I have one very particular memory about Utrecht. I was exploring around the Old Town, checking out every nook and cranny. I arrived at one of those book shops that seem like they’re almost in a different dimension. It was filled with that unmistakable old book scent. They sold some second-hand occult books and antiques. That’s how I still see Utrecht, a city full of secrets and mystery, cobblestones shrouded in mist like in Sherlock Holmes pictures. It’s obviously subjective, but there are sides to Utrecht that cannot be disputed. It held the torch of culture, religion and education in the Netherlands until the Dutch Golden Age. Utrecht was eventually surpassed by Amsterdam, but the two are almost “related”. To the point that some call Utrecht- Baby Amsterdam. I see it as more of an older brother, the more distinguished, experienced one.
Utrecht is a better tourist destination than Amsterdam. There. I said it. It’s not as crowded, it’s a little slower, you don’t trip over stoned foreigners sitting on a pavement. Utrecht is a place where you can experience the Netherlands without exhausting yourself physically and mentally. First thing you’ll notice is the complete lack of cars, everyone rides a bike here. In fact, the world’s largest bike garage is in Utrecht and one of the centrepieces of the newly renovated central railway station Utrecht Centraal. It’s one of those things you could never imagine existing, until you arrive in a city where everyone rides a bike. You start thinking “where do all these come from?” and you see people riding out from the underground like bees from a hive.
Utrecht’s love for everything on two wheels extends beyond storage facilities. Vast parts of the city are only open to pedestrians and bicycles. There’s even a rainbow themed track around the Utrecht Science Park. It stands for the inclusion of LGBT community and all sorts of different world views on the city grounds. If you’d rather into the history of these parts, then hop on a bike and ride about 3km south-east towards Bunnik. That’s where you’ll find the ruins of Castellum Fectio. Actually, they are more of an outline of what used to be an ancient Roman fortress. There isn’t much left, but the place definitely tells a story. You won’t see any parts of the actual buildings that once stood here as most of the materials were used to be build churches in Utrecht.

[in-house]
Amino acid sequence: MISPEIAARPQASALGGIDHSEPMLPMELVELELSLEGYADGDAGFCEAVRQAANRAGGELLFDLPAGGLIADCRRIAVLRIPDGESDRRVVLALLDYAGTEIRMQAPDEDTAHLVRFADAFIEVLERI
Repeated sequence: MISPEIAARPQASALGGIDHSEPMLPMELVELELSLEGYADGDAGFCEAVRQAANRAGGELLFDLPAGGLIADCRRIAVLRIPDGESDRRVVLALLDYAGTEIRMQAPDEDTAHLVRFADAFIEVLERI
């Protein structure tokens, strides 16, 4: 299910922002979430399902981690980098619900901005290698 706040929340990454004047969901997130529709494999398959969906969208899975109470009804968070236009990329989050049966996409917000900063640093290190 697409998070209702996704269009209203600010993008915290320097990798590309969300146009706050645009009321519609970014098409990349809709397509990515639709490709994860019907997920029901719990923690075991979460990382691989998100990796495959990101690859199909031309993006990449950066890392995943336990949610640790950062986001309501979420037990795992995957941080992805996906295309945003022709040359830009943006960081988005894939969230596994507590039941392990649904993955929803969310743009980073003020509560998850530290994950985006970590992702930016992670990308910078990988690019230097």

Out of all those churches none is more iconic than the St Martin's Cathedral (Sint-Maartenskathedraal in Dutch). Locally known as the Dom, it remains the most important landmark in Utrecht. What makes it so special? Well, with its 112.5 metres in height it is the tallest church tower of the Netherlands. But even more peculiar is that its bell tower is separated from the main building. Not separated-separated, I’m talking on-the-other-side-of-a-large-square separated. How did it happen? Sadly, it didn’t fly, or miraculously teleport away. In fact, it didn’t move at all. A part of the cathedral was blown away by a tornado and made space…for the square. It’s so cool, they didn’t bother rebuilding the cathedral, they just left it in two parts like that. You can climb the tower for a nice panoramic view of the Old Town.
What else is there to do outside of climbing towers and riding bikes? Well, Utrecht boasts very unique museums. Centraal Museum is an excellent pick when you are into contemporary art, and is hosting interesting exhibitions on regular basis. Museum Catharijneconvent is the place to go when you have a fling for religious art through the centuries. The nijntje museum, dedicated to the world famous white rabbit, created by Dick Bruna who lived his entire life in his native city Utrecht, should be on your list when you are with kids. The museum is also frequented by many Japanese tourists, with or without minors, since Nijntje is particularly popular in the land of the rising sun. Museum Speelklok is one you need to take a guided tour of. It houses some of those most bizarre musical machines in the world, including the one and only automatic violin. Sadly, only the staff can turn these things on, that’s why you need the tour. The Railway Museum is another appealing option. In fact, Utrecht has the largest train terminal in the Netherlands. The Spoorwegmuseum features a complete reconstruction of a train station from the 19th century. Their collection of wagons and locomotives from various époques is very impressive. That’s all super fun and engaging, but my favourite part of Utrecht are the canals. The biggest and most famous canal is de Oudegracht. They’re different compared to Amsterdam, for example, the canals here have an additional level to them. It’s connected to how houses were built back in the day. They had an entrance straight from the canal side, so you could just carry your groceries straight from the boat to your living quarters.